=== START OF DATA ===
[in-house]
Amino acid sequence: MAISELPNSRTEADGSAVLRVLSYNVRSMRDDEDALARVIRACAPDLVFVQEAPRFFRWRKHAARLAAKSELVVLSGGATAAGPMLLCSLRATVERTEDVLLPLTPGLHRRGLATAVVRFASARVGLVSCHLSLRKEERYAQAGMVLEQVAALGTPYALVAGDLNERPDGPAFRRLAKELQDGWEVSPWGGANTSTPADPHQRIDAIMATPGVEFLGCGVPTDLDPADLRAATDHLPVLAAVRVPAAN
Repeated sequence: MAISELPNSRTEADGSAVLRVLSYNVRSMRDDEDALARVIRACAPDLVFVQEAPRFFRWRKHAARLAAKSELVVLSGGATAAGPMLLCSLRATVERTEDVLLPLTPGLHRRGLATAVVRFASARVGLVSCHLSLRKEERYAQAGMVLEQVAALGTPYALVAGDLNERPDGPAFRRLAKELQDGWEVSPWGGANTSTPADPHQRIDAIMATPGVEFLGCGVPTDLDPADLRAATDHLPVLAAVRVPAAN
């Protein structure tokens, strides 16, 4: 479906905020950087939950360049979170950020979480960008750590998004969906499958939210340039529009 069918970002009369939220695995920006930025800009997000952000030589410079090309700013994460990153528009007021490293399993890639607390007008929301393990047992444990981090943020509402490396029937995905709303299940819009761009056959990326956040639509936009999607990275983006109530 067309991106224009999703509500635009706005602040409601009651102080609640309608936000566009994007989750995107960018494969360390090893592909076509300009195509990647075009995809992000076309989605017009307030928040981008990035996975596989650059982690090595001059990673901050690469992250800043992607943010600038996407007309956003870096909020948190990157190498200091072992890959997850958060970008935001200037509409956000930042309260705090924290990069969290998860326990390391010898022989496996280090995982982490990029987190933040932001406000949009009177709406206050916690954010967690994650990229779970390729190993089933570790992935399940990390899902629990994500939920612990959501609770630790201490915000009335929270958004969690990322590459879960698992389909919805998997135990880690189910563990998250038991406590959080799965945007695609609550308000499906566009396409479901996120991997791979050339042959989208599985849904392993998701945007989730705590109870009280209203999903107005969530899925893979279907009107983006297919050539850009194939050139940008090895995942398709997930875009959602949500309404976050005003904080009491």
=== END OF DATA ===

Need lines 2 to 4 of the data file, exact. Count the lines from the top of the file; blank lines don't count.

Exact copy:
Amino acid sequence: MAISELPNSRTEADGSAVLRVLSYNVRSMRDDEDALARVIRACAPDLVFVQEAPRFFRWRKHAARLAAKSELVVLSGGATAAGPMLLCSLRATVERTEDVLLPLTPGLHRRGLATAVVRFASARVGLVSCHLSLRKEERYAQAGMVLEQVAALGTPYALVAGDLNERPDGPAFRRLAKELQDGWEVSPWGGANTSTPADPHQRIDAIMATPGVEFLGCGVPTDLDPADLRAATDHLPVLAAVRVPAAN
Repeated sequence: MAISELPNSRTEADGSAVLRVLSYNVRSMRDDEDALARVIRACAPDLVFVQEAPRFFRWRKHAARLAAKSELVVLSGGATAAGPMLLCSLRATVERTEDVLLPLTPGLHRRGLATAVVRFASARVGLVSCHLSLRKEERYAQAGMVLEQVAALGTPYALVAGDLNERPDGPAFRRLAKELQDGWEVSPWGGANTSTPADPHQRIDAIMATPGVEFLGCGVPTDLDPADLRAATDHLPVLAAVRVPAAN
């Protein structure tokens, strides 16, 4: 479906905020950087939950360049979170950020979480960008750590998004969906499958939210340039529009 069918970002009369939220695995920006930025800009997000952000030589410079090309700013994460990153528009007021490293399993890639607390007008929301393990047992444990981090943020509402490396029937995905709303299940819009761009056959990326956040639509936009999607990275983006109530 067309991106224009999703509500635009706005602040409601009651102080609640309608936000566009994007989750995107960018494969360390090893592909076509300009195509990647075009995809992000076309989605017009307030928040981008990035996975596989650059982690090595001059990673901050690469992250800043992607943010600038996407007309956003870096909020948190990157190498200091072992890959997850958060970008935001200037509409956000930042309260705090924290990069969290998860326990390391010898022989496996280090995982982490990029987190933040932001406000949009009177709406206050916690954010967690994650990229779970390729190993089933570790992935399940990390899902629990994500939920612990959501609770630790201490915000009335929270958004969690990322590459879960698992389909919805998997135990880690189910563990998250038991406590959080799965945007695609609550308000499906566009396409479901996120991997791979050339042959989208599985849904392993998701945007989730705590109870009280209203999903107005969530899925893979279907009107983006297919050539850009194939050139940008090895995942398709997930875009959602949500309404976050005003904080009491």